I never heard my great-grandparents speak a civil word to each another. At least not during my fourteen years with both of them, before my great-grandfather died of cancer. In fact, I hardly ever saw them in the same room. Great-grandpa’s kingdom, the living room. His brown leather recliner served as a throne, the perpetually lit Camel a scepter, the never-ending cans of Old Milwaukee a royal elixir. Enveloped in a cloud of smoke, his private cocoon, he glowered and flipped through the TV channels, muttering to himself about a mysterious subject, known only to him.
Great-grandma, on the other hand, reigned over a sunlit, warm paradise—the kitchen, full of childhood delights. Scribble pads for doodling and my adolescent attempts to write the next great American novel, plants to water and nurture, dogs to pet and play with, and a breadbox full of cookies. I spent many happy hours in that kitchen, being a quiet, obedient child. As Great-gram’s namesake, I didn’t want to bring shame upon her by acting like an unruly heathen.
The primary mode of communication between the two kingdoms: shouting. Shouting usually laced with lots of cursing from the living room, lots of eye rolling from the kitchen. Great-gram had always worn a hearing aid, as long as I’d been alive. And I was convinced that she’d had the hearing aid since time began, such a part of her it was. A mechanical, external organ in a crocheted pouch she kept tucked in her bra. Granted, we all had to shout for Great-gram to hear us. But this seemed to both frustrate and anger my great-grandfather. After the first shout, I learned to plug my ears before the second, curse-riddled yell followed. The yelling not only hurt my ears—it also seemed to me that a child shouldn’t be subjected to such obscenities. A strange notion, because curse words were my family’s primary vocabulary.
So, while Great-grandpa invaded our serene kingdom with his pillaging words, Great-gram would calmly reach into her shirt, take the hearing aid from her bra, and turn it off. Peace and silence restored to the kingdom, she resumed sipping her hot tea and solving her crossword puzzles.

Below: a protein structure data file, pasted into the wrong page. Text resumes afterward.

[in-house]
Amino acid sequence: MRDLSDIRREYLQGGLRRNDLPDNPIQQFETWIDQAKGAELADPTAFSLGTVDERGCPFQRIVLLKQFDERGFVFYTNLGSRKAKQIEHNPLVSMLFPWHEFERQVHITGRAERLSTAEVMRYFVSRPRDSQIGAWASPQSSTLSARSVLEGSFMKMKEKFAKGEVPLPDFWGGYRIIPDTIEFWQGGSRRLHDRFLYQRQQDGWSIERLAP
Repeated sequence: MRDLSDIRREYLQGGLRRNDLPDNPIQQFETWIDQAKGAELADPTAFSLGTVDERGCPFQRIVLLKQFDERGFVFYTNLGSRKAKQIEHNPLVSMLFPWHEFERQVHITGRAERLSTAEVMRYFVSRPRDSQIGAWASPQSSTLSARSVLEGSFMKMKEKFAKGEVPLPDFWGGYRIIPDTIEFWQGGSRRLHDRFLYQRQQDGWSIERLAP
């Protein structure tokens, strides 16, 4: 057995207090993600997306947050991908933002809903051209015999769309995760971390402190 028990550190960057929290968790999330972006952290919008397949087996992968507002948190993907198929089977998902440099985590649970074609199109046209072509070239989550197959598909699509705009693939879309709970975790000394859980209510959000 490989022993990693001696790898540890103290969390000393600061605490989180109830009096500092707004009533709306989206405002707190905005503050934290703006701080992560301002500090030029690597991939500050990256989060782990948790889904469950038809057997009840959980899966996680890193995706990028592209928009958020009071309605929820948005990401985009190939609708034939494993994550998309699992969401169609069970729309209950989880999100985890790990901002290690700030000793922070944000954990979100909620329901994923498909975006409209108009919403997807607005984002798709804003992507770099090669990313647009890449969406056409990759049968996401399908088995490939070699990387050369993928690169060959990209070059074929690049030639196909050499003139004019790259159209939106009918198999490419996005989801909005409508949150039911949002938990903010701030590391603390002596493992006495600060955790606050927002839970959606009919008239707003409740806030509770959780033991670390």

How I envied her that luxury, of being able to literally shut the world off. My house was loud. Between the television in the living room, the police scanner, and at least one radio on at all times, I found little solace from the constant din. When I was home alone, usually right after school, I had my first mission: walk from room to room, turn everything off, and sigh with pleasure into the silence. I could read a book without shoving cotton in my ears, sleep without a pillow over my head. That is, until someone came home and followed my path, turning everything back on.
No one else seemed affected by the noise, something I never understood. Over the years, I did learn to tune it out. So well that I could even sit at the kitchen table and do my homework in the midst of the chaos. The only sounds that would periodically break through the barrier of my hearing fortitude were commercial jingles, which explains why, to this day, I can sing a full repertoire of marketing ditties from the 80s and 90s.
Now, sitting here in my own home, I relish the stillness. The low hum of the refrigerator and the light clicking of the keyboard the only sounds I hear. I know this can’t last forever. One day there might be a dog, a child—something to disturb the peace. But in the meantime, I’ll enjoy this habitat my husband and I have created together, a placid island floating in the midst of suburbia.